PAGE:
Teen movies overemphasize high school relationships


High school relationships are fun, but contrary to what Hollywood says, they rarely last.

Elyse Perry, editor

In our culture today, we teenagers are constantly surrounded by scripted and produced relationships in TV shows and movies. These relationships are often toxic, unrealistic, and unreasonable; however, because we are teenagers, we take them as gospel. We look at them as role models for our relationships, and that can be severely damaging to us and our future. 

When I think of shows and movies aimed towards teens, I immediately think of CW and Netflix. The shows on these platforms typically include a lot of drama, and therefore a lot of relationships. While these elements make the story interesting and capture viewers’ attention, they create many unrealistic expectations. One example of this is in Riverdale. Riverdale is in general not a great show (sorry, but it’s true), and this is partially due to the relationships. The characters are meant to be high schoolers and they are already being described as “endgame.” When shows meant for teens write relationships this way, it causes teens to believe that they will find the one for them in high school, and that could cause them to settle.

This brings me to my next point. In teen shows and movies, characters always settle for their high school relationships. They base their lives around relationships that on average last about six months. One example of this is in the To All the Boys series on Netflix. In the last movie, Peter gets angry at Lara Jean for wanting to go to NYU, a college on the other side of the country, instead of going to college in California so they could keep their relationship close distance. Here’s a quick statistic for you: only two percent of high school relationships end in marriage. Therefore, this movie was advocating for putting your education and future behind a two percent chance of staying together. Are you seeing the unreasonable yet?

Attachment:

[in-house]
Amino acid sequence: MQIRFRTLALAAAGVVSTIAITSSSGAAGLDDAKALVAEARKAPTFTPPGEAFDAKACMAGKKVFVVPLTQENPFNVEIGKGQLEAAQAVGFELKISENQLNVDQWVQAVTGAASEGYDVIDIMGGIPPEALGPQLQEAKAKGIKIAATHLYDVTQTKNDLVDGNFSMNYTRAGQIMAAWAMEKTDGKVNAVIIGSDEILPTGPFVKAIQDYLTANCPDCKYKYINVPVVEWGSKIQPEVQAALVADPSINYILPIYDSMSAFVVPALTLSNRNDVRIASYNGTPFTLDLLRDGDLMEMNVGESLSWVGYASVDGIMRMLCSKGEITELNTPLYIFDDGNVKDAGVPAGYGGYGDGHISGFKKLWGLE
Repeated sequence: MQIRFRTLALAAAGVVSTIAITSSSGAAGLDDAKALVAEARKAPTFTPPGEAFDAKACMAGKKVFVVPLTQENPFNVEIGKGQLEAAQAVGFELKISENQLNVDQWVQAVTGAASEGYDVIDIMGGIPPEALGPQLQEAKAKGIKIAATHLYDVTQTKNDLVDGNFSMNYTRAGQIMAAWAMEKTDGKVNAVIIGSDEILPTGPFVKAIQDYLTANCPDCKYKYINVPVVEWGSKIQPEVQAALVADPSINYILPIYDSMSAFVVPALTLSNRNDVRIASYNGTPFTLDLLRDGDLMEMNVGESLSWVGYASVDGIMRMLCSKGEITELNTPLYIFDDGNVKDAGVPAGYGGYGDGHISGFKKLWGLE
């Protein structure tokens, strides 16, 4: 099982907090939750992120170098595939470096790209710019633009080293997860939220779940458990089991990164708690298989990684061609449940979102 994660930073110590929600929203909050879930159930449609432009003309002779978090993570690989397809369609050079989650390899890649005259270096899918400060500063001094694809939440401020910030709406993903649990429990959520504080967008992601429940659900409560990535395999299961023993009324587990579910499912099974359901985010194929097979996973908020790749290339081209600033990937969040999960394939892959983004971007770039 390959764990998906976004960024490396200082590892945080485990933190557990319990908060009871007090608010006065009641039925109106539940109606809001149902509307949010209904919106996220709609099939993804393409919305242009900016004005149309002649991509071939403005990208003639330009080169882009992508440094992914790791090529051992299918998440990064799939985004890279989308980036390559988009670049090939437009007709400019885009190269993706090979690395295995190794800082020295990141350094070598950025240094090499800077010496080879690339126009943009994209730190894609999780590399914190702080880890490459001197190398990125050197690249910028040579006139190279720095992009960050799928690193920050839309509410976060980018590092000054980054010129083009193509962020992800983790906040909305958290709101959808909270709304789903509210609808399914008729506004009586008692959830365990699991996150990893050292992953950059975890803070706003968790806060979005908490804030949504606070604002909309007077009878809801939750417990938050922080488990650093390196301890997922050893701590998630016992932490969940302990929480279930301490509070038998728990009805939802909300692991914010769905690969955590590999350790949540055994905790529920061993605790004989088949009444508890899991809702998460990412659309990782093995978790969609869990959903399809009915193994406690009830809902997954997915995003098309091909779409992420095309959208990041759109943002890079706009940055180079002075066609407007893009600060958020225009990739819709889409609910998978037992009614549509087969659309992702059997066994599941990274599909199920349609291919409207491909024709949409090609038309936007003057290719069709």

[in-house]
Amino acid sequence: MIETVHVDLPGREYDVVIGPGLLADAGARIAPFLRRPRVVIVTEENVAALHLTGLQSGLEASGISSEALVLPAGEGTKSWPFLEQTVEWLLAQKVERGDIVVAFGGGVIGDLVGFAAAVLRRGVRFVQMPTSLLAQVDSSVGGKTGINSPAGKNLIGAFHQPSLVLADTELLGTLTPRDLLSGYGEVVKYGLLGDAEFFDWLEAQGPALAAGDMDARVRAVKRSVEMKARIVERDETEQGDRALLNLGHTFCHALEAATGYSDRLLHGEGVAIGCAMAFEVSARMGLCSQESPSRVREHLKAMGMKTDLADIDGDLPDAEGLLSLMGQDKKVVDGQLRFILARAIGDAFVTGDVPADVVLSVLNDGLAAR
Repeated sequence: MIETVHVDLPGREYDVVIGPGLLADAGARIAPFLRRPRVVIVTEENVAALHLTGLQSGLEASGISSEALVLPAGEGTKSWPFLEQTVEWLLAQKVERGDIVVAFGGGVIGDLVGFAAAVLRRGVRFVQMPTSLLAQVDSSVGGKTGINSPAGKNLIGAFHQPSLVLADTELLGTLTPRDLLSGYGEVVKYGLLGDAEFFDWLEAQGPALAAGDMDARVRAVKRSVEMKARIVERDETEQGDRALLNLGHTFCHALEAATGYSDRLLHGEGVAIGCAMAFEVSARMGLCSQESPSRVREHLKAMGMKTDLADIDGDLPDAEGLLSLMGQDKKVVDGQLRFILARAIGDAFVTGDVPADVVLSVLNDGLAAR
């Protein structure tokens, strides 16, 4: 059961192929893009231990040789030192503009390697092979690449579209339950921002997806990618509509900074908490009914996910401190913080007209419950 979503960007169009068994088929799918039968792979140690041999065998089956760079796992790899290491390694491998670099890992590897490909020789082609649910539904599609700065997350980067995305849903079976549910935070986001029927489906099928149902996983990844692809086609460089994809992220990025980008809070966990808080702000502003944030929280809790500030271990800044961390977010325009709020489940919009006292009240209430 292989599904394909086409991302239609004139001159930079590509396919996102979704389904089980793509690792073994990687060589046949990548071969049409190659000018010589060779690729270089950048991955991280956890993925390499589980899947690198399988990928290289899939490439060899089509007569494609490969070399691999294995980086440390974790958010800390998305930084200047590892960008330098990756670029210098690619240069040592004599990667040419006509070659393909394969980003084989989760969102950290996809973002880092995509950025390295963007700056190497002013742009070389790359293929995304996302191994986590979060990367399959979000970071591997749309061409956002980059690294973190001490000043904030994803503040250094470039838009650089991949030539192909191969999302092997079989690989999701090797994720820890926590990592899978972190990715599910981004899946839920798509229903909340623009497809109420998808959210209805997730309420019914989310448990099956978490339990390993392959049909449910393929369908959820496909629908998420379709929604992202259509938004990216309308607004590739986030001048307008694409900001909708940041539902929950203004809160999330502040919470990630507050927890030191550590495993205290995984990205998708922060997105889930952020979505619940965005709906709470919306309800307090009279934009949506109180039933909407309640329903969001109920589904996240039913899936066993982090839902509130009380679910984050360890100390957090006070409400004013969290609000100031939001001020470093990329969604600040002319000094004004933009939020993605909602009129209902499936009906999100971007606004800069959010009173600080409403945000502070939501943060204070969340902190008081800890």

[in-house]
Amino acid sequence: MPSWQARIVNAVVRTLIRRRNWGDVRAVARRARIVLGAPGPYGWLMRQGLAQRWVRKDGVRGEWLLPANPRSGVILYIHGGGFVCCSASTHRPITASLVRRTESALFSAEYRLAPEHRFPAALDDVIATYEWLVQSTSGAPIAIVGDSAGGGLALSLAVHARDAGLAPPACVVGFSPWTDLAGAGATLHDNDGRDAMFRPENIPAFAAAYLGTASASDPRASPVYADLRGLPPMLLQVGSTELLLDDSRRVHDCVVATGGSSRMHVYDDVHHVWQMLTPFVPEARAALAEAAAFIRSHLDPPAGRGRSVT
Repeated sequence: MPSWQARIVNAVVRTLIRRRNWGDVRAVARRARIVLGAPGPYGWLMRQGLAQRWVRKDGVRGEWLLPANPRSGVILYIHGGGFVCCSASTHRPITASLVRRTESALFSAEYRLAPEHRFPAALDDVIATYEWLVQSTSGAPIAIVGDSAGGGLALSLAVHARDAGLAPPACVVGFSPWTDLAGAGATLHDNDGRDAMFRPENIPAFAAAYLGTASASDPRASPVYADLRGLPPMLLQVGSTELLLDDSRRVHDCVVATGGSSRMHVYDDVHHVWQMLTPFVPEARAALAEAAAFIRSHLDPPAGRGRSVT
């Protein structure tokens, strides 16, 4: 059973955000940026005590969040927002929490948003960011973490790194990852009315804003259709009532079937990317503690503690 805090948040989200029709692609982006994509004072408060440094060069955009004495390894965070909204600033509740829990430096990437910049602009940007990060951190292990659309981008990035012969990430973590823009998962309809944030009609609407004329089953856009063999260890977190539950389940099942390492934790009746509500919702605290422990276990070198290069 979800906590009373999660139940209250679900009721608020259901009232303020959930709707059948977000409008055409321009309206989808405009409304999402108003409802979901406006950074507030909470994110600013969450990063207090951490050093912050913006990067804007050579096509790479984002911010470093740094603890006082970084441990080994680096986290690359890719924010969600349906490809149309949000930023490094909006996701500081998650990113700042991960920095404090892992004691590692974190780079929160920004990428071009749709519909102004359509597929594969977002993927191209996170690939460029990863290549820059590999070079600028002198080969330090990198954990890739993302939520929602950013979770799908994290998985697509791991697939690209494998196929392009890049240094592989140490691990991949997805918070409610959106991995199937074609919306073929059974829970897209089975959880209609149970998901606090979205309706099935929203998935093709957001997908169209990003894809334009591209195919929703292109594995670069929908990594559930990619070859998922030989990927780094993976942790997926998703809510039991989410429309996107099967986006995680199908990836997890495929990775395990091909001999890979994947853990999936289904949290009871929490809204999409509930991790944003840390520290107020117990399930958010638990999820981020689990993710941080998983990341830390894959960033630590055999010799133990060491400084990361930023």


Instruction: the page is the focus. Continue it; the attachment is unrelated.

Another problem that is found so often in these teen shows is the complete support they tend to show toward toxic relationships. Most people watch TV shows and movies for the drama, so what better way to get it than to have characters that are obviously toxic but stay in a relationship anyway? An example of this is Elle and Noah in The Kissing Booth. That relationship is so toxic even before it starts! Noah is so overprotective and Elle is so naive. This relationship never allows for the characters to grow as people because they, especially Elle, are way too worried about the other person. 

In all reality, teen media places way too much importance on high school relationships. They have the tendency to push the idea that there is only one person for everyone and they stress the idea that this person is found in high school. High school is about finding yourself, not coddling someone else. So, before you go planning out your life around your high school boyfriend or girlfriend, remember your life is not a Hollywood movie. Take care of yourself first and remember that this part of your life is for finding yourself, not tying yourself down.